The Itching, a short film by Dianne Bellino and Adam Davies, is a 14-minute stop motion film. The film uses clay to portray the characters and set. The characters are animals so they don’t speak in the film and therefore there is no dialogue or voice over. The characters in the film communicate through their actions and the added sound effects & music suggest the tone of the interaction, actions and environment. Because this film was created using only sound effects and music, they did so in extreme detail and made sure every movement had an accompanying sound.
The film began with the main character walking through the woods and with ambient forest sounds. When the scene cut to inside the party and the characters turning on music, diegetic club music then entered the soundtrack. I was intrigued by some of the sound choices they made, where I myself may not have thought to put a sound effect there. Some of these noises include shuffling inside a purse, wind chimes in the background noise of a house, and fingers tapping paper. The sound effects were also true to the actions of the characters. The main character scratches his leg throughout the movie, but there is a change when he scratches with mittens on. This is a distinctively different sound then the first and was recorded as such.
I noticed two types of sound within the film: sounds accompanying actions on screen and sounds not in frame that implied a certain occurrence. The visible sounds are obvious such as walking and seeing feet, clinking and seeing the cheers, and phone ringing while the phone vibrates. Other sounds that imply actions off screen include someone walking out of frame getting audibly further away, shuffling through items, and waking back into frame with the item they just picked up. Because of the noise, the audience knows that the character retrieved the object in the room, it didn’t just magically appear. The sound mixer also took into account the point of view of the audience. Sounds were correctly aligned with the footage to match how far or close the character was from the camera. To keep unity within the film the sound for the most part always had the ambient forest noise in the background. Specifically in the party scene they kept some of the outside ambient noises in the background along with the club music and other club noises like walking and clinking drinks.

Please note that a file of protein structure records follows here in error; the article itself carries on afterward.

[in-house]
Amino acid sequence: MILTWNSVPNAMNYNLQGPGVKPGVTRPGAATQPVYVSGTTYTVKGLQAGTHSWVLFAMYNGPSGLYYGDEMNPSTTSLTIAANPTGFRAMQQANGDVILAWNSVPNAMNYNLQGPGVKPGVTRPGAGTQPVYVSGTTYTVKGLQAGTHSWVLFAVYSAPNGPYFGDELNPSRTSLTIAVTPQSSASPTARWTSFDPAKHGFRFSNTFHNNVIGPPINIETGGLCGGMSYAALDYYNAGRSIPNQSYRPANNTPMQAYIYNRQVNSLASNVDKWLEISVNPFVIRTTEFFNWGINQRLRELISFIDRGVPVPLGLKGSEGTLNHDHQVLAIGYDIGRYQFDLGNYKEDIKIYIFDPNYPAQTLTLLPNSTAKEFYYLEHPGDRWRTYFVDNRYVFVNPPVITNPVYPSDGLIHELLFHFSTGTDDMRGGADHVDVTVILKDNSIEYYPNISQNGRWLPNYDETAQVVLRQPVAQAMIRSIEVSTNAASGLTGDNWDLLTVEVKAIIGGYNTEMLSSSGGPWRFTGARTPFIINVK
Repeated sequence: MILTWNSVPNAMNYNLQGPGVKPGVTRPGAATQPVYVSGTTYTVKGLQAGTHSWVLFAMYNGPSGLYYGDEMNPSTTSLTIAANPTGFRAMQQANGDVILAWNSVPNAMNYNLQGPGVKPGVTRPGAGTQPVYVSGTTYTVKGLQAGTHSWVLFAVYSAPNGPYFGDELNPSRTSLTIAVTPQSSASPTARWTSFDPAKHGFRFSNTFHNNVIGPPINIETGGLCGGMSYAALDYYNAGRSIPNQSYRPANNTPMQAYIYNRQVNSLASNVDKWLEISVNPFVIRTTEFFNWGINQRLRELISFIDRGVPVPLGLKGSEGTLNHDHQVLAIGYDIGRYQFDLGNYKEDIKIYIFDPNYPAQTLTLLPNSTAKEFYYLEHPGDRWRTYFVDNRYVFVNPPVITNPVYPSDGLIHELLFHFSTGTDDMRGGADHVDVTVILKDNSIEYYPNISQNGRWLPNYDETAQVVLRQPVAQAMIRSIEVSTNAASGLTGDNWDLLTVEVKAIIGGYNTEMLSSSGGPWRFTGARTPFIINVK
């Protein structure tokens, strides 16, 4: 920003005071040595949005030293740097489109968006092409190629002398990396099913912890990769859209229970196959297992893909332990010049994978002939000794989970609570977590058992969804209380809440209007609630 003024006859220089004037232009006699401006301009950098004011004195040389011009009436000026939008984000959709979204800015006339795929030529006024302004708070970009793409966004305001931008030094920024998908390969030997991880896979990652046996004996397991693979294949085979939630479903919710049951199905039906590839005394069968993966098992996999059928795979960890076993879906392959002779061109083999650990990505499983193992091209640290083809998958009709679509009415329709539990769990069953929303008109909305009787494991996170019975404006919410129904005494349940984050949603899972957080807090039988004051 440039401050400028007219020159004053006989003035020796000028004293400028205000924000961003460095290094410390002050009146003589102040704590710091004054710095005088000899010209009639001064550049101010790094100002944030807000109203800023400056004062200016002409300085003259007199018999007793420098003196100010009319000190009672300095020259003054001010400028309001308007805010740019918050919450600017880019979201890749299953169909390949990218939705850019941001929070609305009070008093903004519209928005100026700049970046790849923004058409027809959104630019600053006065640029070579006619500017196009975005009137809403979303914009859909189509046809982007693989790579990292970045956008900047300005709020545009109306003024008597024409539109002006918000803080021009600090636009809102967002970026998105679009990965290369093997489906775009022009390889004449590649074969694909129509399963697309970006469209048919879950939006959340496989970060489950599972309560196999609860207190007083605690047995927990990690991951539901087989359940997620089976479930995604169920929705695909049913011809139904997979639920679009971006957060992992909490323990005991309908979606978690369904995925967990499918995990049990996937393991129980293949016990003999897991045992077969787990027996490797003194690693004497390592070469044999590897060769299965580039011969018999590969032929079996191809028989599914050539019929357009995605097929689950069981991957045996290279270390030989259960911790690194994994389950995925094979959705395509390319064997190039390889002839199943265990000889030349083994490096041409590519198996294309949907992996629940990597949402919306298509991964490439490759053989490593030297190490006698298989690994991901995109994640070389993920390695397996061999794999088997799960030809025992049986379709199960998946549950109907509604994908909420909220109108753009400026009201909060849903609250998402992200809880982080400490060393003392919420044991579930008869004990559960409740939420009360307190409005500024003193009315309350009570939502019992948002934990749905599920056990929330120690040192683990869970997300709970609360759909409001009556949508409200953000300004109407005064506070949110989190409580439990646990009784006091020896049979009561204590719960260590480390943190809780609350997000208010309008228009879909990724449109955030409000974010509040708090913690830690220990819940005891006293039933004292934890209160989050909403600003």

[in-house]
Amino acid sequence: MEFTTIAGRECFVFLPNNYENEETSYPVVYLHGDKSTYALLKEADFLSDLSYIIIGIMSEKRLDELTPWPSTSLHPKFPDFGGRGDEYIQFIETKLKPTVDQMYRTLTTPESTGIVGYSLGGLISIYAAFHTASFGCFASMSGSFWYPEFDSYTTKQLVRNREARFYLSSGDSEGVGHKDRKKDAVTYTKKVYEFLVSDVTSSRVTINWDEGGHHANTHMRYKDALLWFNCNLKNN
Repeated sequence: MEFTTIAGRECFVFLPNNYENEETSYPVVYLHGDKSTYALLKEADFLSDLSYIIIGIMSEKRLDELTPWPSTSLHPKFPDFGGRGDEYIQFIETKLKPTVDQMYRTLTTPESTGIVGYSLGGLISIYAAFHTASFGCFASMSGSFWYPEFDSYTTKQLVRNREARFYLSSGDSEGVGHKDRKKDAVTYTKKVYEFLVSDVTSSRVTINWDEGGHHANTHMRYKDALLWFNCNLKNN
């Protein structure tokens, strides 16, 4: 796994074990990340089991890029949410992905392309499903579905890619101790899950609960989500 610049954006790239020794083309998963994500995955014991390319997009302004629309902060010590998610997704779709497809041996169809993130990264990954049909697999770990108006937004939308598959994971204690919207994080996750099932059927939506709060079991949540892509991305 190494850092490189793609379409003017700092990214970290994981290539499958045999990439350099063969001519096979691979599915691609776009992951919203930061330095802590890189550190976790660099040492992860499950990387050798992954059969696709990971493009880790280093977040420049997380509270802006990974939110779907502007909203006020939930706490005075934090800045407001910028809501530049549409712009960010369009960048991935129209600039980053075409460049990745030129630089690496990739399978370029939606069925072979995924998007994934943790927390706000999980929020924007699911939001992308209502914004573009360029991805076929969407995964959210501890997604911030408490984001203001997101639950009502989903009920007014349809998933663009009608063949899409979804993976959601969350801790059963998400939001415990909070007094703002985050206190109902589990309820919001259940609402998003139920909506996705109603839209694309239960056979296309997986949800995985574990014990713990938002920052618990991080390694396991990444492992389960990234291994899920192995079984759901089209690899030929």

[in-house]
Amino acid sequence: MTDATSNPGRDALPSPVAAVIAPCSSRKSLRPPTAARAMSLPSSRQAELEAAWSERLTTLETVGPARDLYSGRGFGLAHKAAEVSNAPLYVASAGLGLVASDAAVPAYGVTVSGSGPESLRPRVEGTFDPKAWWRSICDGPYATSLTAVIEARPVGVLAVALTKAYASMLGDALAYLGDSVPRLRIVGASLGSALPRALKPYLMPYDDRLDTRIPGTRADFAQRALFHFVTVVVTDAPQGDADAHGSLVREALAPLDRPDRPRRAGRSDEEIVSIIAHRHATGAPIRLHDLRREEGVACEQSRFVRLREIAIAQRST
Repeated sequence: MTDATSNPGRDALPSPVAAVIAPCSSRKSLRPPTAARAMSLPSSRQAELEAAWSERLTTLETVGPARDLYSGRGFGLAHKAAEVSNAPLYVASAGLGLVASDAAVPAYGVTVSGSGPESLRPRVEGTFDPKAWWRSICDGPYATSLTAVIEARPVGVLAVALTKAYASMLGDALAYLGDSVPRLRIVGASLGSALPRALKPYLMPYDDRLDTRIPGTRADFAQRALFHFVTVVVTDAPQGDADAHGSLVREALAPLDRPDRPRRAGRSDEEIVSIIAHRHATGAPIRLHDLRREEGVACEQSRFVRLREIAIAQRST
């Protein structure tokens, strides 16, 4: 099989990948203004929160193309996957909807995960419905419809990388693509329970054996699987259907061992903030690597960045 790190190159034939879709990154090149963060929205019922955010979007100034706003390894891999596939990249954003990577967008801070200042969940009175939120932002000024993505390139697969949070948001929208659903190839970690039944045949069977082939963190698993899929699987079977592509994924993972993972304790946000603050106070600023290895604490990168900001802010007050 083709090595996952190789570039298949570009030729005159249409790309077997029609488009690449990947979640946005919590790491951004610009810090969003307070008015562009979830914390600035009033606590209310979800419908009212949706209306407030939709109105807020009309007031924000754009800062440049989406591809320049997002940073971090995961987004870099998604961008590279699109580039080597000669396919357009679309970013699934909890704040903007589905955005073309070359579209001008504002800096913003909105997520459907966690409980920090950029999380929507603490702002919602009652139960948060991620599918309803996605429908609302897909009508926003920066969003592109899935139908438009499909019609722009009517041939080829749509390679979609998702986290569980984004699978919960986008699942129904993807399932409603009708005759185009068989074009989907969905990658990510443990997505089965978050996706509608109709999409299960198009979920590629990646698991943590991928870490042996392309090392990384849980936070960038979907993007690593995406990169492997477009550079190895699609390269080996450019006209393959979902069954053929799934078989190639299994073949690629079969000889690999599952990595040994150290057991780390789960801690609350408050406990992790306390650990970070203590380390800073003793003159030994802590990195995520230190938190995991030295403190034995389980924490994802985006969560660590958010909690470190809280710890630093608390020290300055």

The music that overlaid the video enhanced the actions and emotions that the director wanted to relay to the audience. There was diegetic and non-diegetic music throughout the film. The non-diegetic music was so meticulously placed that I didn’t even notice when it would change. I was so caught up in the story that I had to go back to just listen to the music choice and transition. The music was all instrumental and complimented the scene. I also noticed the transitions were smooth because they used L and J cuts between scenes to make it less choppy.
In conclusion I thought the film used sound effects, music, actions and framing to connect with the audience effectively with the challenge of not having dialogue. I would recommend this film to someone because it was a short film and entertained me the entire time. The lack of dialogue allows the audience members to decipher for themselves what the meaning behind the story is and leaves you reflecting on the message.